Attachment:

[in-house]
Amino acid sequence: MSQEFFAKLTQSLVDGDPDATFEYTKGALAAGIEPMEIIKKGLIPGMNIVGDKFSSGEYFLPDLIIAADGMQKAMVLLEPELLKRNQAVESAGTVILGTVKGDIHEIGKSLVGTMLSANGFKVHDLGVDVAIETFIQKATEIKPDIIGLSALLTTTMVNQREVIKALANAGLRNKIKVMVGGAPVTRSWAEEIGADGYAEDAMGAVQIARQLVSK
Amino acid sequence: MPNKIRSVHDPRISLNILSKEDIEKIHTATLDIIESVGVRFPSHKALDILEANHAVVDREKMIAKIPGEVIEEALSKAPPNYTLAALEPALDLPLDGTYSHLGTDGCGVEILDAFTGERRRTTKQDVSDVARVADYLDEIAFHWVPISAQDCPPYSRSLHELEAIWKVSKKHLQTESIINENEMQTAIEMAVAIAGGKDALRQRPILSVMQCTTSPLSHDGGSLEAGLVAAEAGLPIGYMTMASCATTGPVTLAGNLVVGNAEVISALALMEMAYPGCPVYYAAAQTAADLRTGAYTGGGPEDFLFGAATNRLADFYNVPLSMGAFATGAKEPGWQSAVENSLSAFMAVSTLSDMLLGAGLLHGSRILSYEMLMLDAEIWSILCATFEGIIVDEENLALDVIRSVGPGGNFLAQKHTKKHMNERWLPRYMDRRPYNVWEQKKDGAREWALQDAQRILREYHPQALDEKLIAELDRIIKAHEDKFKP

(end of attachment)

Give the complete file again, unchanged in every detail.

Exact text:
[in-house]
Amino acid sequence: MSQEFFAKLTQSLVDGDPDATFEYTKGALAAGIEPMEIIKKGLIPGMNIVGDKFSSGEYFLPDLIIAADGMQKAMVLLEPELLKRNQAVESAGTVILGTVKGDIHEIGKSLVGTMLSANGFKVHDLGVDVAIETFIQKATEIKPDIIGLSALLTTTMVNQREVIKALANAGLRNKIKVMVGGAPVTRSWAEEIGADGYAEDAMGAVQIARQLVSK
Amino acid sequence: MPNKIRSVHDPRISLNILSKEDIEKIHTATLDIIESVGVRFPSHKALDILEANHAVVDREKMIAKIPGEVIEEALSKAPPNYTLAALEPALDLPLDGTYSHLGTDGCGVEILDAFTGERRRTTKQDVSDVARVADYLDEIAFHWVPISAQDCPPYSRSLHELEAIWKVSKKHLQTESIINENEMQTAIEMAVAIAGGKDALRQRPILSVMQCTTSPLSHDGGSLEAGLVAAEAGLPIGYMTMASCATTGPVTLAGNLVVGNAEVISALALMEMAYPGCPVYYAAAQTAADLRTGAYTGGGPEDFLFGAATNRLADFYNVPLSMGAFATGAKEPGWQSAVENSLSAFMAVSTLSDMLLGAGLLHGSRILSYEMLMLDAEIWSILCATFEGIIVDEENLALDVIRSVGPGGNFLAQKHTKKHMNERWLPRYMDRRPYNVWEQKKDGAREWALQDAQRILREYHPQALDEKLIAELDRIIKAHEDKFKP